As I was getting changed to go to the poetry gig at the Fox & Hounds, the phone rang. It was a swarm call. As it was about 6.30 I assumed they would stay there until morning and I hope to get them then if I can get up early enough!

I went to the pub and Annie Freud, our Leaderine, allocated me a slot in the first half and told me I could do 3 poems. The middle one, which was bee related seems, from later feedback, to have been best received.  I produced a natural comb to pass around the audience so they could appreciate what I was talking about. Here’s the poem:

A cohort of the little people
clusters together to form a cell;
not just one but many, to form a wall,
 a home, a larder, a nursery.
They have no tools but their own bodies,
 the sweat of which provides the clay for bricks and mortar.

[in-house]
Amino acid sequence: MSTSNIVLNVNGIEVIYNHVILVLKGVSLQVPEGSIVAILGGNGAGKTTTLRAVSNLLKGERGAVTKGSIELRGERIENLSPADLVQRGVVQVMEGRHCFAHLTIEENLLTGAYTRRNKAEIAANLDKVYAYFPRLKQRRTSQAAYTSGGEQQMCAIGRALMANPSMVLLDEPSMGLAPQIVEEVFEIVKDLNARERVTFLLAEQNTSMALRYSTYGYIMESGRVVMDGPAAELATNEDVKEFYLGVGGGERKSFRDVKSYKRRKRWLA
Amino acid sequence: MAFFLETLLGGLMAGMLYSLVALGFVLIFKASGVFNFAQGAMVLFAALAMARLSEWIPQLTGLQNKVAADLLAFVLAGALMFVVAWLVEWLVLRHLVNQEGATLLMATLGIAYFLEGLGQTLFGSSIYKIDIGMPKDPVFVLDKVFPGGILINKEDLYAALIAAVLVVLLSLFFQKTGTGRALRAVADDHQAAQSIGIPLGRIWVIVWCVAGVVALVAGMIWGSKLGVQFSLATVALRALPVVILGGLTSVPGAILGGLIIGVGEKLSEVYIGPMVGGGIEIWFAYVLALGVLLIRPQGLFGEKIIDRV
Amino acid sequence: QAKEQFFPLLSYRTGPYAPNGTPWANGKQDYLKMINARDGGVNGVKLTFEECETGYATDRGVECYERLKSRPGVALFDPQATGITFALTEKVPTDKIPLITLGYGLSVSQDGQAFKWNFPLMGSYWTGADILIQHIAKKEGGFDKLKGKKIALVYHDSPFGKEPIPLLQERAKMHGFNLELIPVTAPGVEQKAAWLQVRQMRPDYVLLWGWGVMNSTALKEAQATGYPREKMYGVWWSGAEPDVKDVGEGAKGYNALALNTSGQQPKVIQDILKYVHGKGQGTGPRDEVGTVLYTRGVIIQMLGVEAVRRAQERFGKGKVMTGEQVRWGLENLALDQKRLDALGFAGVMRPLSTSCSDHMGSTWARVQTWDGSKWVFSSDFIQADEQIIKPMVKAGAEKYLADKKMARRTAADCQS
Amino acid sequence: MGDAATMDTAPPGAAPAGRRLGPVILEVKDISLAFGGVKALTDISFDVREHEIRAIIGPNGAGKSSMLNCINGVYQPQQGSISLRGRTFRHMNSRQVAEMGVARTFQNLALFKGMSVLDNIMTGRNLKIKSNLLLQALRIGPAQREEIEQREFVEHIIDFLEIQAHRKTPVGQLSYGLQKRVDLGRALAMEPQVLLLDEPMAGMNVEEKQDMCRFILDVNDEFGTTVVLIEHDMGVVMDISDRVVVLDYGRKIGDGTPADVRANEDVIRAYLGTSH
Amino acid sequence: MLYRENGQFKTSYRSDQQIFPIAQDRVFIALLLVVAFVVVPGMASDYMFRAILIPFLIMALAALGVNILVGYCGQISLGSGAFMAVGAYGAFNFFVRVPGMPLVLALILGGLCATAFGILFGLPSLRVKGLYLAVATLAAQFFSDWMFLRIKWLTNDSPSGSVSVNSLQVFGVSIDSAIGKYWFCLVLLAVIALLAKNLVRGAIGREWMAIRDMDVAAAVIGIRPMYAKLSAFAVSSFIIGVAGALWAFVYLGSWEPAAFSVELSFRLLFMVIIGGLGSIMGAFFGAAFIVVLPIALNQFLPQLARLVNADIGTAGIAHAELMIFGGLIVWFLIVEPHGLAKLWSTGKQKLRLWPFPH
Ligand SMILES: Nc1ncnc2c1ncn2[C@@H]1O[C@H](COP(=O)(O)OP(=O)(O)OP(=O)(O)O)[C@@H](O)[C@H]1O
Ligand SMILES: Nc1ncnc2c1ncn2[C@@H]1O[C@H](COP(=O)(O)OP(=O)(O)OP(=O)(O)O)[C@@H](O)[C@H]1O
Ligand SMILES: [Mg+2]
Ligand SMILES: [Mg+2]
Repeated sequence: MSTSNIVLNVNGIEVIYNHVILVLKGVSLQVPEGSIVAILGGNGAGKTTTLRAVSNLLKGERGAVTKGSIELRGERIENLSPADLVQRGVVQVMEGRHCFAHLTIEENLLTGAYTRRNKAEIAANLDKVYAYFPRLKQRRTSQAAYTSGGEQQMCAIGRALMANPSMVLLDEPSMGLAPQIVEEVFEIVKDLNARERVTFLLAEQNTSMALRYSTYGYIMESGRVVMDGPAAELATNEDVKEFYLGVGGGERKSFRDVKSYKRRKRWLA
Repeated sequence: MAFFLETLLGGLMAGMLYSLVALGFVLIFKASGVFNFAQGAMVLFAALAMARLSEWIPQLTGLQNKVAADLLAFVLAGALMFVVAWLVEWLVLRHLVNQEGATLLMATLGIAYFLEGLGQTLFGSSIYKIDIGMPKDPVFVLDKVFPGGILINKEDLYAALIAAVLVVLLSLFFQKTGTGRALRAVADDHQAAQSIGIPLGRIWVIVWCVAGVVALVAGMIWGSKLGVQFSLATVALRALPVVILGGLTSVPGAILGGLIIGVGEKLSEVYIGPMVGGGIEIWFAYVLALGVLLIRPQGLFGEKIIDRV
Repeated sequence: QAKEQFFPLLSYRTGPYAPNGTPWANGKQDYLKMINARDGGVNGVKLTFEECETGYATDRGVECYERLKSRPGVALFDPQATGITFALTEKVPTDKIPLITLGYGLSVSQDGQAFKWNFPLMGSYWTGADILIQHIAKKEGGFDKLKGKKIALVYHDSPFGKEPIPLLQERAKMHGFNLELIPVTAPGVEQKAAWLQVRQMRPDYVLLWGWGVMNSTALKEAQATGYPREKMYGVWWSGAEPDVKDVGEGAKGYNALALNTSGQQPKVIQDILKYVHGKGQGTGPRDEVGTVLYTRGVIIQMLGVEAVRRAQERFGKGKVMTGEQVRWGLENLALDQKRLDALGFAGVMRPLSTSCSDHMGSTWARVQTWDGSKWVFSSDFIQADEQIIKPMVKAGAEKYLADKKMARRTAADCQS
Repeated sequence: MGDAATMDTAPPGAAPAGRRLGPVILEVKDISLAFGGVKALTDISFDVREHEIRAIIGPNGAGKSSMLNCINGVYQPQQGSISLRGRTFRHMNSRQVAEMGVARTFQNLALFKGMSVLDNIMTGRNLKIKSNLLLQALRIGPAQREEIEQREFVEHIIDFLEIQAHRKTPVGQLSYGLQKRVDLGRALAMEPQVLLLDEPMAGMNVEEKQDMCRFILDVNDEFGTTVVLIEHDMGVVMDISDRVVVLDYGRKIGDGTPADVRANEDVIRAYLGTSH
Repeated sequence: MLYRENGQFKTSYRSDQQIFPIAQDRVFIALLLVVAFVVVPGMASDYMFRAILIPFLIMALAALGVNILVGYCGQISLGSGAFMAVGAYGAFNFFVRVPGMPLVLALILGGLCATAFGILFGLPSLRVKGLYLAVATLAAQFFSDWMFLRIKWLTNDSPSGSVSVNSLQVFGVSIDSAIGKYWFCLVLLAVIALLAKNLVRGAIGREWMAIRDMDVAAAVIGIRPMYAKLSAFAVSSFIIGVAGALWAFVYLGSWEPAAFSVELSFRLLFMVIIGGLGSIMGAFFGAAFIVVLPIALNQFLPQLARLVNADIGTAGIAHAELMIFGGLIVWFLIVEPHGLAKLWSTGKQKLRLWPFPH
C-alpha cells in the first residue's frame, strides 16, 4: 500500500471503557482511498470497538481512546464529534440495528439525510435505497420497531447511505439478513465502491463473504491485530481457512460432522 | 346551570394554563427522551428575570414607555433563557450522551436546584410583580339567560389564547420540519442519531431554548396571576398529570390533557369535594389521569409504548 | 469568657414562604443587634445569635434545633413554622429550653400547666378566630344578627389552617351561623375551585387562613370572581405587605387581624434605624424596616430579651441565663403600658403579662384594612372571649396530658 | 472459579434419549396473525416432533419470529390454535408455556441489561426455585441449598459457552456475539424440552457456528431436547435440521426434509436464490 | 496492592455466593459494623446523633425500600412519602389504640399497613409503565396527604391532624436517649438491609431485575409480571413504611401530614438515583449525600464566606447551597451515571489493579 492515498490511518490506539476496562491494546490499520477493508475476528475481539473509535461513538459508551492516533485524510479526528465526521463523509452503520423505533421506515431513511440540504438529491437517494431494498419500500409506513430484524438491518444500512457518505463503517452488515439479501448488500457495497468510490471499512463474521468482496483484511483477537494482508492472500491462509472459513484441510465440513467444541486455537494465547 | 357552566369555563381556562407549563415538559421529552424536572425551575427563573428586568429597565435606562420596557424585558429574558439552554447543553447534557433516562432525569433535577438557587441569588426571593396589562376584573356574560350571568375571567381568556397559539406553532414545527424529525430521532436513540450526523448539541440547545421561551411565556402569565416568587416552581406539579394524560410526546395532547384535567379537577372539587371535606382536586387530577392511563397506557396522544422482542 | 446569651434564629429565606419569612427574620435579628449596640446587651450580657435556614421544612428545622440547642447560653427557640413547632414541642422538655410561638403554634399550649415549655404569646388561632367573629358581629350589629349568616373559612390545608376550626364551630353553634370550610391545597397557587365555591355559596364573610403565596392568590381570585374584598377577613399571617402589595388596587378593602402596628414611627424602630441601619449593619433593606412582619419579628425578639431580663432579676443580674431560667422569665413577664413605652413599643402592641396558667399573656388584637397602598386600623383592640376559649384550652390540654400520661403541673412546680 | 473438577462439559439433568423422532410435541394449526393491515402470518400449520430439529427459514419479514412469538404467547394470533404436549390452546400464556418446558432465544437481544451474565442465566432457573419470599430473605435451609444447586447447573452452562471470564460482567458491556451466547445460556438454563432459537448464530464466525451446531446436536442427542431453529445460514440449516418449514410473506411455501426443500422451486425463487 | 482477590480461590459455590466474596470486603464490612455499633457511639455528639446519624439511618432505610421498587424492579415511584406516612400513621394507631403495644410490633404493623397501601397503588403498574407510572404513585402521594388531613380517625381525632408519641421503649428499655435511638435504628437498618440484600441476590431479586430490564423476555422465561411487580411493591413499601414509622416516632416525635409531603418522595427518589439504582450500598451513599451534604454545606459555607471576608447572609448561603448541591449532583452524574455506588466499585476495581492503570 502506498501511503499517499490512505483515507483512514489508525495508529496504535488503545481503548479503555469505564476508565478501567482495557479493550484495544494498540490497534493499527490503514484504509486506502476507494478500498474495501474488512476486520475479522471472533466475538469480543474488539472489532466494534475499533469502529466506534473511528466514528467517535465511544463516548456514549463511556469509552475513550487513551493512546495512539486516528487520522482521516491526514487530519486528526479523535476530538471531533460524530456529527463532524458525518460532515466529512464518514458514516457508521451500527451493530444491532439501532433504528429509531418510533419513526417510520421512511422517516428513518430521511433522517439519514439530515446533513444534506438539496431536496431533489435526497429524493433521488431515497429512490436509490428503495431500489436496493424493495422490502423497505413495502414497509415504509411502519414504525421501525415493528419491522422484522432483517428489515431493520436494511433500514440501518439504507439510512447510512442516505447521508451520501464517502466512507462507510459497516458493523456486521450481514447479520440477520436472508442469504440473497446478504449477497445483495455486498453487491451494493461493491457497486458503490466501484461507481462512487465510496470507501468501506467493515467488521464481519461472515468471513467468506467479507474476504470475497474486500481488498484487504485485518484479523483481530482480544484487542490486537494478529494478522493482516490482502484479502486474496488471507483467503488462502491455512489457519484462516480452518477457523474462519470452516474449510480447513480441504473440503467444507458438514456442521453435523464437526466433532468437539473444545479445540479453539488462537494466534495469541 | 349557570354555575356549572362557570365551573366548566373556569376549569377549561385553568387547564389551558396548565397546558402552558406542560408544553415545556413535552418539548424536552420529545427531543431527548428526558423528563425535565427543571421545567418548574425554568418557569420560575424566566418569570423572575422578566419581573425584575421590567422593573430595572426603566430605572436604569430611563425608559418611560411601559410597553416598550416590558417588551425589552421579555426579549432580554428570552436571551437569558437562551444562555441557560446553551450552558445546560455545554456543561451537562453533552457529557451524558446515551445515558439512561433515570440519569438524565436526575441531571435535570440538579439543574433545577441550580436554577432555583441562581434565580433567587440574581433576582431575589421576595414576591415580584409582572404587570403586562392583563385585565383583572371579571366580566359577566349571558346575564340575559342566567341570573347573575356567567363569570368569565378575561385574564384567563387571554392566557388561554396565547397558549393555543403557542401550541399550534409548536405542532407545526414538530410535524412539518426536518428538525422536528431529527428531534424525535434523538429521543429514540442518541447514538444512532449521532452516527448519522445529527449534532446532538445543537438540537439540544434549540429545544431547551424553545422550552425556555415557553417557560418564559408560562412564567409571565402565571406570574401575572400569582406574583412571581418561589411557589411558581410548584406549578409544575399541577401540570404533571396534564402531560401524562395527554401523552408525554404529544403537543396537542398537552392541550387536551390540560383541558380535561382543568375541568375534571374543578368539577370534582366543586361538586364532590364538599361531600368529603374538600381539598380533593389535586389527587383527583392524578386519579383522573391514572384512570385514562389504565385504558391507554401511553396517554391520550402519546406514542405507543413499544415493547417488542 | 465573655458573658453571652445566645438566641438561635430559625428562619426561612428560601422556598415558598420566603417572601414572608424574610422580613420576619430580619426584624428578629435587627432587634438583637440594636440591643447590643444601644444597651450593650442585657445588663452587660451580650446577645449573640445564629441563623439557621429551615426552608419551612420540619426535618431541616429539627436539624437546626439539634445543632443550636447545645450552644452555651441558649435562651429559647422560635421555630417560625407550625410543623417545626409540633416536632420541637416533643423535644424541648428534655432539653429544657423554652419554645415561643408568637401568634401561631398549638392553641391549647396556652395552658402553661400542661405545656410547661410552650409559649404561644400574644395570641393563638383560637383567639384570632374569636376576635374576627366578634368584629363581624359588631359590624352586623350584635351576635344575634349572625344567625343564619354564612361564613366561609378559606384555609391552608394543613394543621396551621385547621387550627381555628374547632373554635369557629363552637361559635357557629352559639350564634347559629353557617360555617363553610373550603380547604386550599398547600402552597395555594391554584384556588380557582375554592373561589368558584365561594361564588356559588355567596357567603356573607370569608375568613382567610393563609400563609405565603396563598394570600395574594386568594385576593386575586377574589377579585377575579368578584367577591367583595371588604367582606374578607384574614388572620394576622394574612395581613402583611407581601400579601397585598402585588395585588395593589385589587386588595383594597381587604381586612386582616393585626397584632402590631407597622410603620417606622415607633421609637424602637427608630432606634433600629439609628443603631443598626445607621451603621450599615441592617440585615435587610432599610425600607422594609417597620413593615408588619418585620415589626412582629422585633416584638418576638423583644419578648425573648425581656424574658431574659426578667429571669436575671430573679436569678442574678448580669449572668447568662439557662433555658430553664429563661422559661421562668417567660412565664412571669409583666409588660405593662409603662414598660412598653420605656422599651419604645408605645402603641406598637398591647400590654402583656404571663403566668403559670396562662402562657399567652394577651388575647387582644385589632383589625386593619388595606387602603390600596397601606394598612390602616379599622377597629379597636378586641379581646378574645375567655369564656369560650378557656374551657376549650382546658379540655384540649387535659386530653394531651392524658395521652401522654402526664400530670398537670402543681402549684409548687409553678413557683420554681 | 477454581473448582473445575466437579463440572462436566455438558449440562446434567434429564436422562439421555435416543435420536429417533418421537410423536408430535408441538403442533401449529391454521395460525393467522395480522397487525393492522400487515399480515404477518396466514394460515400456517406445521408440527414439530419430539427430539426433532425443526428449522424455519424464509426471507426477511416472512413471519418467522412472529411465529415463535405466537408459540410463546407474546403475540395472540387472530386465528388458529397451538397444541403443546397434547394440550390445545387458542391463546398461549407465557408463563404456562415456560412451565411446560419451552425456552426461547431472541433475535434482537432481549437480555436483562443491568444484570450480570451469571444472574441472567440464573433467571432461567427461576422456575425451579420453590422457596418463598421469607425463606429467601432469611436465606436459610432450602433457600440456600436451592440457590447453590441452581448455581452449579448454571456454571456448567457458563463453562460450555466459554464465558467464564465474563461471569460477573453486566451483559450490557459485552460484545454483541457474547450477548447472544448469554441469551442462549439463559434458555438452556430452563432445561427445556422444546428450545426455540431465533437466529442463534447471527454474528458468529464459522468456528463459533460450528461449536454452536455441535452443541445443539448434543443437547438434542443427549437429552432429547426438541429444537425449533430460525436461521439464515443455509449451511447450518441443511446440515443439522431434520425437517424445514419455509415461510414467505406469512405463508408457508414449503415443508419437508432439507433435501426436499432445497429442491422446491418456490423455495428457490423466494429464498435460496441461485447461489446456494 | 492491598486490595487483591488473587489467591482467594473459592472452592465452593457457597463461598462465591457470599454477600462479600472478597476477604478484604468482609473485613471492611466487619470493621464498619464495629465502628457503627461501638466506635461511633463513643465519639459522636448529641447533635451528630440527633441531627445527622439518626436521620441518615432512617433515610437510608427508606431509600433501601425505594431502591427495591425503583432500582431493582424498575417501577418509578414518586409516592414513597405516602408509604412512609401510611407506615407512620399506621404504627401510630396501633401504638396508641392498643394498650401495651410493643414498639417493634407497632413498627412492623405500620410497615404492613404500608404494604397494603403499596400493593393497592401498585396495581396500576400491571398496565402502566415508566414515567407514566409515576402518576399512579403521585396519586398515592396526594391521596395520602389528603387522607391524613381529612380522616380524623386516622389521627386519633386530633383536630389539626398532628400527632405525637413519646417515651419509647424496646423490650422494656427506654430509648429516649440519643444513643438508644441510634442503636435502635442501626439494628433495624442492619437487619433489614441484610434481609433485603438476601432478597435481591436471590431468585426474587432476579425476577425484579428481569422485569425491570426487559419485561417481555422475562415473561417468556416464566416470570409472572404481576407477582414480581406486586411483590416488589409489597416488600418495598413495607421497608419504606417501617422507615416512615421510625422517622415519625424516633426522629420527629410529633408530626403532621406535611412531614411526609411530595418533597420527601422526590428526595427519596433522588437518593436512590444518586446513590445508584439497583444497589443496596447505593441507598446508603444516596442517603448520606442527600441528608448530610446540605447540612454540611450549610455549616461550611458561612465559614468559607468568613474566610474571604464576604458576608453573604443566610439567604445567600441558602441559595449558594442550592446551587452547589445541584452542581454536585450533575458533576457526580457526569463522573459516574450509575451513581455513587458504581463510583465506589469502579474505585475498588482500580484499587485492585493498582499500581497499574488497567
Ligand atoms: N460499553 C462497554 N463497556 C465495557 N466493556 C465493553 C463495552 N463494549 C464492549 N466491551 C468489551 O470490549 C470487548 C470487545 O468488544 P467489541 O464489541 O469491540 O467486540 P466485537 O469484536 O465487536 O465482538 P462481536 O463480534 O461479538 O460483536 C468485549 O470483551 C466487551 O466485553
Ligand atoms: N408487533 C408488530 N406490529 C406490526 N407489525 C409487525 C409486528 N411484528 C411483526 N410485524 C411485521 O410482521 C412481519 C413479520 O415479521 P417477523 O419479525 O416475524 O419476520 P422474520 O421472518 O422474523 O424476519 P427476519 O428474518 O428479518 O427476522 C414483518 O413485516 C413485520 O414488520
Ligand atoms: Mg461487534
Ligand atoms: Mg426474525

They have no guidance but their own: no architect, no foreman.
 The weight of their own bodies, holding hands,
 provides the plumb line
 so they can build vertical and true.
The cell base is three adjacent trapezoids:
one hundred and twenty degrees by sixty.
Slightly bowed, it also forms the base of three cells
 offset on the far side of the wall.
Three trapezoids form a hexagon;
 a shape much loved by nature,
 repeated on a larger scale
 at the Giant’s Causeway.
The cell walls run straight and true,
 but offset at an angle sloping up,
 so that the contents do not spill.
How large? They must decide what size.
They did this long before the metre was invented!
Five to the inch for workers;
Four to the inch for drones,
as they have done for fifty million years,
as fossils prove.

About chrissladesbeeblog

I have been keeping bees since 1978 and currently have about a dozen hives. I am a member of the BBKA where for many years I represented Dorset at the Annual Delegates' Meeting. I am the co-author (with Dave MacFawn of of S. Carolina) of "Getting the Best from Your Bees" and am working on a book of my own poems : "Bee People".
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